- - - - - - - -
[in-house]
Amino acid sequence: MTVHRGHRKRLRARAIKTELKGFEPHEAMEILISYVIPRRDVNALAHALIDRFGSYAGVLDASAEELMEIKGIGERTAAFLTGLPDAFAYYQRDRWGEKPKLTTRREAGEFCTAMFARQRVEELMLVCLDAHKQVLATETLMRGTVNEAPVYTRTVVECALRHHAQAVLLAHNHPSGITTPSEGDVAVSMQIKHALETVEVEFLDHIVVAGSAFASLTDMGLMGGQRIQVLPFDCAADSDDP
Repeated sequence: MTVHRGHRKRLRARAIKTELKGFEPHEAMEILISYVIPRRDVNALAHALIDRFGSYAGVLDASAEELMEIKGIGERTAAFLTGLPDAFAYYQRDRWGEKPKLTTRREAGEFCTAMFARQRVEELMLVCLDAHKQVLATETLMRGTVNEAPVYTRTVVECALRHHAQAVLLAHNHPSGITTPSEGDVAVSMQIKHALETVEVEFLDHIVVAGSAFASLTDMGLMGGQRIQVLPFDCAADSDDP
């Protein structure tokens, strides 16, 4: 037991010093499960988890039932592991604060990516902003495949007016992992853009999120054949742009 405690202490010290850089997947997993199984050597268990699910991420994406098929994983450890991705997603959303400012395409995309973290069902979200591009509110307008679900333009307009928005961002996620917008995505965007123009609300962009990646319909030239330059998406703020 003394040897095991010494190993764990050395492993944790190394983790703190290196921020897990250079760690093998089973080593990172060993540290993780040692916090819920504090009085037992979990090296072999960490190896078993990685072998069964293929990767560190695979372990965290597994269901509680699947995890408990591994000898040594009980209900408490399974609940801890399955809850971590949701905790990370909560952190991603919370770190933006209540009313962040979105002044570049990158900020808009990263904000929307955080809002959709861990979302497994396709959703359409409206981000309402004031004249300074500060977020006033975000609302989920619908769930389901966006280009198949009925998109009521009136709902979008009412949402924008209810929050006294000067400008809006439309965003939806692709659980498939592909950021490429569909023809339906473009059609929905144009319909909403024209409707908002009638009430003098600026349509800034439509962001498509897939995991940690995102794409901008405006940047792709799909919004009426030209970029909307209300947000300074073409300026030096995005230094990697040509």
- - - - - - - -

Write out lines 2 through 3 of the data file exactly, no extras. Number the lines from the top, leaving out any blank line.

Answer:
Amino acid sequence: MTVHRGHRKRLRARAIKTELKGFEPHEAMEILISYVIPRRDVNALAHALIDRFGSYAGVLDASAEELMEIKGIGERTAAFLTGLPDAFAYYQRDRWGEKPKLTTRREAGEFCTAMFARQRVEELMLVCLDAHKQVLATETLMRGTVNEAPVYTRTVVECALRHHAQAVLLAHNHPSGITTPSEGDVAVSMQIKHALETVEVEFLDHIVVAGSAFASLTDMGLMGGQRIQVLPFDCAADSDDP
Repeated sequence: MTVHRGHRKRLRARAIKTELKGFEPHEAMEILISYVIPRRDVNALAHALIDRFGSYAGVLDASAEELMEIKGIGERTAAFLTGLPDAFAYYQRDRWGEKPKLTTRREAGEFCTAMFARQRVEELMLVCLDAHKQVLATETLMRGTVNEAPVYTRTVVECALRHHAQAVLLAHNHPSGITTPSEGDVAVSMQIKHALETVEVEFLDHIVVAGSAFASLTDMGLMGGQRIQVLPFDCAADSDDP